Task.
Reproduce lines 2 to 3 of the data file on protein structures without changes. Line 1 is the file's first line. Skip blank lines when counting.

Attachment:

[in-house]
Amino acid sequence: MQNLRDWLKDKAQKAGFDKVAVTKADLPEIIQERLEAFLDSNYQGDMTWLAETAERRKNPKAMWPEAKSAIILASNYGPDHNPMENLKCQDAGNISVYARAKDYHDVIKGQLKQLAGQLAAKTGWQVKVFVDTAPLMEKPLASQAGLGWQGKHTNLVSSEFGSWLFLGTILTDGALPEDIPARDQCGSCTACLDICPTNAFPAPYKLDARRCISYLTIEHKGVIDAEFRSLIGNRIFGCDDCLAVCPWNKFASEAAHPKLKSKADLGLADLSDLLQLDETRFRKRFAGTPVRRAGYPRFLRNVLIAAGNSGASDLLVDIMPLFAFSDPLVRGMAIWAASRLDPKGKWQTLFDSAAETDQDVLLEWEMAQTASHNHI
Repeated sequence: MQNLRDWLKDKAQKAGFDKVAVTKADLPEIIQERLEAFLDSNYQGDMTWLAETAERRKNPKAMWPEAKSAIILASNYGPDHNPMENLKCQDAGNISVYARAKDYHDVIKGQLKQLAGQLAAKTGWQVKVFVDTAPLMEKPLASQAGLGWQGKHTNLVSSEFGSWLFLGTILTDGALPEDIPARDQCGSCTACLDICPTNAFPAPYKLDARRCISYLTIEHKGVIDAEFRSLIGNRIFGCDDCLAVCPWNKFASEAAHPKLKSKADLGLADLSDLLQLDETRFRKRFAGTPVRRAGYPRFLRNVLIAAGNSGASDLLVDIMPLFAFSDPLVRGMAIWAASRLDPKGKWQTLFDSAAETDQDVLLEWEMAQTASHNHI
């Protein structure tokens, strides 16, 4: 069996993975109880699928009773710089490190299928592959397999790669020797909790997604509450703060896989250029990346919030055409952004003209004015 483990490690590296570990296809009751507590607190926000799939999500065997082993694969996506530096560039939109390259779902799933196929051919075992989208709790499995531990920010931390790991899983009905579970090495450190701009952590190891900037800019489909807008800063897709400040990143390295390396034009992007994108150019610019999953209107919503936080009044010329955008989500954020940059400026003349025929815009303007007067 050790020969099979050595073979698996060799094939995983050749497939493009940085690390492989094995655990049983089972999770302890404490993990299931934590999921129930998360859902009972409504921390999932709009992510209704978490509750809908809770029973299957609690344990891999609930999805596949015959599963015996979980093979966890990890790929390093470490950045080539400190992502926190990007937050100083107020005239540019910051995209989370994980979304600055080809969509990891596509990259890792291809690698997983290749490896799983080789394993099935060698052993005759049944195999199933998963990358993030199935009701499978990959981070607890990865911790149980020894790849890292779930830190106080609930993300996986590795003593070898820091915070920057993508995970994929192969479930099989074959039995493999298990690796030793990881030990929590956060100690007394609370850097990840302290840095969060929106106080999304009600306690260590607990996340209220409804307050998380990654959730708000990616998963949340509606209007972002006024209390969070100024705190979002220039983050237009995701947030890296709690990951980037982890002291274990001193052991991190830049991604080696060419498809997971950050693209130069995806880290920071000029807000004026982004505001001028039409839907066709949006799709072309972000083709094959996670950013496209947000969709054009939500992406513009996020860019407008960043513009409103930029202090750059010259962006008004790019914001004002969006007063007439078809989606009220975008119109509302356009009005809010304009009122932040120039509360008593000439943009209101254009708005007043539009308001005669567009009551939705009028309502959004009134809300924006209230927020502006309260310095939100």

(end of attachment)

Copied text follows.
Amino acid sequence: MQNLRDWLKDKAQKAGFDKVAVTKADLPEIIQERLEAFLDSNYQGDMTWLAETAERRKNPKAMWPEAKSAIILASNYGPDHNPMENLKCQDAGNISVYARAKDYHDVIKGQLKQLAGQLAAKTGWQVKVFVDTAPLMEKPLASQAGLGWQGKHTNLVSSEFGSWLFLGTILTDGALPEDIPARDQCGSCTACLDICPTNAFPAPYKLDARRCISYLTIEHKGVIDAEFRSLIGNRIFGCDDCLAVCPWNKFASEAAHPKLKSKADLGLADLSDLLQLDETRFRKRFAGTPVRRAGYPRFLRNVLIAAGNSGASDLLVDIMPLFAFSDPLVRGMAIWAASRLDPKGKWQTLFDSAAETDQDVLLEWEMAQTASHNHI
Repeated sequence: MQNLRDWLKDKAQKAGFDKVAVTKADLPEIIQERLEAFLDSNYQGDMTWLAETAERRKNPKAMWPEAKSAIILASNYGPDHNPMENLKCQDAGNISVYARAKDYHDVIKGQLKQLAGQLAAKTGWQVKVFVDTAPLMEKPLASQAGLGWQGKHTNLVSSEFGSWLFLGTILTDGALPEDIPARDQCGSCTACLDICPTNAFPAPYKLDARRCISYLTIEHKGVIDAEFRSLIGNRIFGCDDCLAVCPWNKFASEAAHPKLKSKADLGLADLSDLLQLDETRFRKRFAGTPVRRAGYPRFLRNVLIAAGNSGASDLLVDIMPLFAFSDPLVRGMAIWAASRLDPKGKWQTLFDSAAETDQDVLLEWEMAQTASHNHI